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WM expands Michigan landfill gas project

By Lisa Gibson
Expansions scheduled for Waste Management's landfill-gas-to-energy project near Richmond, Mich., will make it one of the top energy-producing landfill gas facilities in North America.

The Pine Tree Acres landfill gas project currently produces 5 megawatts (MW) of power and has been operated by Landfill Energy Solutions for more than 10 years, according to Wes Muir, WM spokesman. WM will now design, build and operate a $15 million facility that will add nearly 13 MW of energy, which will be sold to Consumers Energy Co. "Concurrent to our expansion LES is also expanding its facility to produce another 3 MW of energy," Muir said. When completed, the facilities will produce more than 21 MW.

WM has 273 landfills, 119 of which host landfill gas-to-energy facilities. Together they provide the equivalent of more than 470 MW of energy, enough to power approximately 400,000 homes and replace nearly 2 million tons of coal per year. In 2007, the company announced its plans to expand its energy-from-landfill-gas operations by more than 60 facilities by 2013, Muir said. "For those landfills that produce enough gas to host such a facility, we are developing other technologies to utilize this gas," he said. The technology used at the new Pine Tree facility will be the same the company has used for the past 20 years, but with modifications including reciprocating engines similar to the ones in a car, Muir said.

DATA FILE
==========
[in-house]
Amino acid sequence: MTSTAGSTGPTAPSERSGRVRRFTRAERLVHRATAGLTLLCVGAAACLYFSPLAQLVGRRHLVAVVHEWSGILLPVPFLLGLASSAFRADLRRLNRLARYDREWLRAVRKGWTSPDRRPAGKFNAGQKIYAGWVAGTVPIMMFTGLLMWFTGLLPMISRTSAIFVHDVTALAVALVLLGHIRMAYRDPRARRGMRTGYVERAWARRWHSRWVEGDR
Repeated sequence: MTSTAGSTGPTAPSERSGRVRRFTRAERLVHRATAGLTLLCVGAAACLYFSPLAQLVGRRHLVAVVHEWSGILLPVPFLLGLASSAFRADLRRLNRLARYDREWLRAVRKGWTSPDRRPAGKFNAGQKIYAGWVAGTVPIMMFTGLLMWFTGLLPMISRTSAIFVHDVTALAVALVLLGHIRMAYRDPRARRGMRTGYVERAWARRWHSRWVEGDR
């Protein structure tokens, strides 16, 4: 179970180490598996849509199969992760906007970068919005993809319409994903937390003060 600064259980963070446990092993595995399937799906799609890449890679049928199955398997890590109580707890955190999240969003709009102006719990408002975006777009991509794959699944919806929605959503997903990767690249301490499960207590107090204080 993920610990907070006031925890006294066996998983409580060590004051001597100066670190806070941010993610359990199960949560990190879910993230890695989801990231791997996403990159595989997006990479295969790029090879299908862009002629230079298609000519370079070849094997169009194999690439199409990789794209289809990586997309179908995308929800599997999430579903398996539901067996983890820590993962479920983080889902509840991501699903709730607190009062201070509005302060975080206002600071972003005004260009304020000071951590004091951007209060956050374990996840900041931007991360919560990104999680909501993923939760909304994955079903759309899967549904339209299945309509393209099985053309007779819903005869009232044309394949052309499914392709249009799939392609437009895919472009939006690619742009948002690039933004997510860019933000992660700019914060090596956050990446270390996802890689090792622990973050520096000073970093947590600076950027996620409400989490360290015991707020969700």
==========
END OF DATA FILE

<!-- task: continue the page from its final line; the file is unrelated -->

The gas is created naturally through the decomposition of waste in landfills and is a readily available renewable energy source. It can be collected and used directly as medium Btu gas for industrial use or sold to gas-to-energy plants to fuel engine- or turbine-driven generators of electricity, according to WM. For the company, landfill gas has lived up to its promise of being a reliable and economical form of energy.

"Landfill gas to energy is important for WM because we want to take advantage of the landfill gas we produce at our landfills and ensure that we utilize this gas to the greatest extent possible," Muir said.

The company says its landfill gas-to-energy program is a vital part of North America's drive to develop alternative energy sources and promote environmental sustainability.
 

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